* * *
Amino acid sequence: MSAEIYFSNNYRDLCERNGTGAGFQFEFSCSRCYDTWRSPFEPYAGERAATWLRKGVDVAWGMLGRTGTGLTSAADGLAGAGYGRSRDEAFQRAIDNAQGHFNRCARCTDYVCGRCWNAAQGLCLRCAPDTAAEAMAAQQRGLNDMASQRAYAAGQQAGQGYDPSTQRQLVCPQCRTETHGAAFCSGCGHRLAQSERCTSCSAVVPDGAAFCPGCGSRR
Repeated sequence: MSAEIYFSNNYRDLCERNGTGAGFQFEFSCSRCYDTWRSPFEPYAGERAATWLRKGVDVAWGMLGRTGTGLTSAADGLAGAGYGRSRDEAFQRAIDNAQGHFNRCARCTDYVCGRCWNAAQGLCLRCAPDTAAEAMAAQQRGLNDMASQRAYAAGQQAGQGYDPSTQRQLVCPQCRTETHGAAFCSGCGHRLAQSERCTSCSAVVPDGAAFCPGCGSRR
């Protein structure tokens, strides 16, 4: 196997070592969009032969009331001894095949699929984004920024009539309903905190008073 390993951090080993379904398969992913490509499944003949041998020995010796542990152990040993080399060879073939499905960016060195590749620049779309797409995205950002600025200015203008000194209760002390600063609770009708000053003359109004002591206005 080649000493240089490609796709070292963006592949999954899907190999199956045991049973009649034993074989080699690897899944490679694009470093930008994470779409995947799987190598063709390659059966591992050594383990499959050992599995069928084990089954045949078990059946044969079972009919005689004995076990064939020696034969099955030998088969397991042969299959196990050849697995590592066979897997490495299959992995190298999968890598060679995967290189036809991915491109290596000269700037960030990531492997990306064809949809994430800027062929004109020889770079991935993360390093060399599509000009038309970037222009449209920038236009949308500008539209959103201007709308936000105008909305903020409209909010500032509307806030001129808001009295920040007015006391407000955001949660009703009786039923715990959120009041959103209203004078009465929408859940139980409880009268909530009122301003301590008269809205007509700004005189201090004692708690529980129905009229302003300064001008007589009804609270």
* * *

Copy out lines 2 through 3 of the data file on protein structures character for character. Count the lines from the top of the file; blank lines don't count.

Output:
Repeated sequence: MSAEIYFSNNYRDLCERNGTGAGFQFEFSCSRCYDTWRSPFEPYAGERAATWLRKGVDVAWGMLGRTGTGLTSAADGLAGAGYGRSRDEAFQRAIDNAQGHFNRCARCTDYVCGRCWNAAQGLCLRCAPDTAAEAMAAQQRGLNDMASQRAYAAGQQAGQGYDPSTQRQLVCPQCRTETHGAAFCSGCGHRLAQSERCTSCSAVVPDGAAFCPGCGSRR
């Protein structure tokens, strides 16, 4: 196997070592969009032969009331001894095949699929984004920024009539309903905190008073 390993951090080993379904398969992913490509499944003949041998020995010796542990152990040993080399060879073939499905960016060195590749620049779309797409995205950002600025200015203008000194209760002390600063609770009708000053003359109004002591206005 080649000493240089490609796709070292963006592949999954899907190999199956045991049973009649034993074989080699690897899944490679694009470093930008994470779409995947799987190598063709390659059966591992050594383990499959050992599995069928084990089954045949078990059946044969079972009919005689004995076990064939020696034969099955030998088969397991042969299959196990050849697995590592066979897997490495299959992995190298999968890598060679995967290189036809991915491109290596000269700037960030990531492997990306064809949809994430800027062929004109020889770079991935993360390093060399599509000009038309970037222009449209920038236009949308500008539209959103201007709308936000105008909305903020409209909010500032509307806030001129808001009295920040007015006391407000955001949660009703009786039923715990959120009041959103209203004078009465929408859940139980409880009268909530009122301003301590008269809205007509700004005189201090004692708690529980129905009229302003300064001008007589009804609270």